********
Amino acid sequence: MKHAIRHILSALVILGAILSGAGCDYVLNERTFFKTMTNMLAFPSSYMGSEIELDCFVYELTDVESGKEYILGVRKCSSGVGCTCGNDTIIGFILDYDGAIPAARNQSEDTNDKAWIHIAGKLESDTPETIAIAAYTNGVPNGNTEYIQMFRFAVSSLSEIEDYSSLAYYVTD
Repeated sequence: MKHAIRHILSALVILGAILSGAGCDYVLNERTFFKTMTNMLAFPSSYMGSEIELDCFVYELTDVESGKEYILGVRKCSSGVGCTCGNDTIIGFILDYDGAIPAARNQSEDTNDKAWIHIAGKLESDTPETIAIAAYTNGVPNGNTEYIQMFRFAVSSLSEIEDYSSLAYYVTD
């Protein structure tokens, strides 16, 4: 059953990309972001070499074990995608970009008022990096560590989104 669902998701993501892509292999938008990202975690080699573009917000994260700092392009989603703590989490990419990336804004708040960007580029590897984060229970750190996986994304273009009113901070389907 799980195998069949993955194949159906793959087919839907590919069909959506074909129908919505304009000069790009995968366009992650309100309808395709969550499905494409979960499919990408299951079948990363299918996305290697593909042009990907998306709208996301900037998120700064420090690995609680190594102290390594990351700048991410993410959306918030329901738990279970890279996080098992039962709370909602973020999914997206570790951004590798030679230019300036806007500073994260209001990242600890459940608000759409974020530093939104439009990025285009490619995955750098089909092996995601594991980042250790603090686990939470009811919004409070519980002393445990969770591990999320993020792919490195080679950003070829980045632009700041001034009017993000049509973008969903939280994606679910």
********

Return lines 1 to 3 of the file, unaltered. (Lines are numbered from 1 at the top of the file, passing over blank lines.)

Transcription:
Amino acid sequence: MKHAIRHILSALVILGAILSGAGCDYVLNERTFFKTMTNMLAFPSSYMGSEIELDCFVYELTDVESGKEYILGVRKCSSGVGCTCGNDTIIGFILDYDGAIPAARNQSEDTNDKAWIHIAGKLESDTPETIAIAAYTNGVPNGNTEYIQMFRFAVSSLSEIEDYSSLAYYVTD
Repeated sequence: MKHAIRHILSALVILGAILSGAGCDYVLNERTFFKTMTNMLAFPSSYMGSEIELDCFVYELTDVESGKEYILGVRKCSSGVGCTCGNDTIIGFILDYDGAIPAARNQSEDTNDKAWIHIAGKLESDTPETIAIAAYTNGVPNGNTEYIQMFRFAVSSLSEIEDYSSLAYYVTD
């Protein structure tokens, strides 16, 4: 059953990309972001070499074990995608970009008022990096560590989104 669902998701993501892509292999938008990202975690080699573009917000994260700092392009989603703590989490990419990336804004708040960007580029590897984060229970750190996986994304273009009113901070389907 799980195998069949993955194949159906793959087919839907590919069909959506074909129908919505304009000069790009995968366009992650309100309808395709969550499905494409979960499919990408299951079948990363299918996305290697593909042009990907998306709208996301900037998120700064420090690995609680190594102290390594990351700048991410993410959306918030329901738990279970890279996080098992039962709370909602973020999914997206570790951004590798030679230019300036806007500073994260209001990242600890459940608000759409974020530093939104439009990025285009490619995955750098089909092996995601594991980042250790603090686990939470009811919004409070519980002393445990969770591990999320993020792919490195080679950003070829980045632009700041001034009017993000049509973008969903939280994606679910």